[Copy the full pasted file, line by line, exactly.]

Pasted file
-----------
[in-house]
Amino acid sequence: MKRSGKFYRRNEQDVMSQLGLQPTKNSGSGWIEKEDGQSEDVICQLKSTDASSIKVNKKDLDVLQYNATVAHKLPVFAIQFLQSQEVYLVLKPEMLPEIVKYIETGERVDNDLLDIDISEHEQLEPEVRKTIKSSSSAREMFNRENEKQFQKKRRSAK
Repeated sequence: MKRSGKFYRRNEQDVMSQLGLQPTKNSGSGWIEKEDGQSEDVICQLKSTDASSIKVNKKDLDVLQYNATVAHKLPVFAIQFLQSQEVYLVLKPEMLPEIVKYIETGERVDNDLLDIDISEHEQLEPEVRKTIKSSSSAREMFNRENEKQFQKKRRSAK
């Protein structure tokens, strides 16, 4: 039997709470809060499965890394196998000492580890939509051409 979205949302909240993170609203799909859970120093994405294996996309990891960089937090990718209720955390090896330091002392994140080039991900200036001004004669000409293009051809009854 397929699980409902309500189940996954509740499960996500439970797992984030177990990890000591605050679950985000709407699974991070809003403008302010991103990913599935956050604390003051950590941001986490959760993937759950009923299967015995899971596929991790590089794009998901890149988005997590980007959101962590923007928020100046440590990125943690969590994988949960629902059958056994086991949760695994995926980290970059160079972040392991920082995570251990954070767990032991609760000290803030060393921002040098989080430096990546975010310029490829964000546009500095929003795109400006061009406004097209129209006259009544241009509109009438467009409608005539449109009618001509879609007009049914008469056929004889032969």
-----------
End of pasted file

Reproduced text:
[in-house]
Amino acid sequence: MKRSGKFYRRNEQDVMSQLGLQPTKNSGSGWIEKEDGQSEDVICQLKSTDASSIKVNKKDLDVLQYNATVAHKLPVFAIQFLQSQEVYLVLKPEMLPEIVKYIETGERVDNDLLDIDISEHEQLEPEVRKTIKSSSSAREMFNRENEKQFQKKRRSAK
Repeated sequence: MKRSGKFYRRNEQDVMSQLGLQPTKNSGSGWIEKEDGQSEDVICQLKSTDASSIKVNKKDLDVLQYNATVAHKLPVFAIQFLQSQEVYLVLKPEMLPEIVKYIETGERVDNDLLDIDISEHEQLEPEVRKTIKSSSSAREMFNRENEKQFQKKRRSAK
């Protein structure tokens, strides 16, 4: 039997709470809060499965890394196998000492580890939509051409 979205949302909240993170609203799909859970120093994405294996996309990891960089937090990718209720955390090896330091002392994140080039991900200036001004004669000409293009051809009854 397929699980409902309500189940996954509740499960996500439970797992984030177990990890000591605050679950985000709407699974991070809003403008302010991103990913599935956050604390003051950590941001986490959760993937759950009923299967015995899971596929991790590089794009998901890149988005997590980007959101962590923007928020100046440590990125943690969590994988949960629902059958056994086991949760695994995926980290970059160079972040392991920082995570251990954070767990032991609760000290803030060393921002040098989080430096990546975010310029490829964000546009500095929003795109400006061009406004097209129209006259009544241009509109009438467009409608005539449109009618001509879609007009049914008469056929004889032969």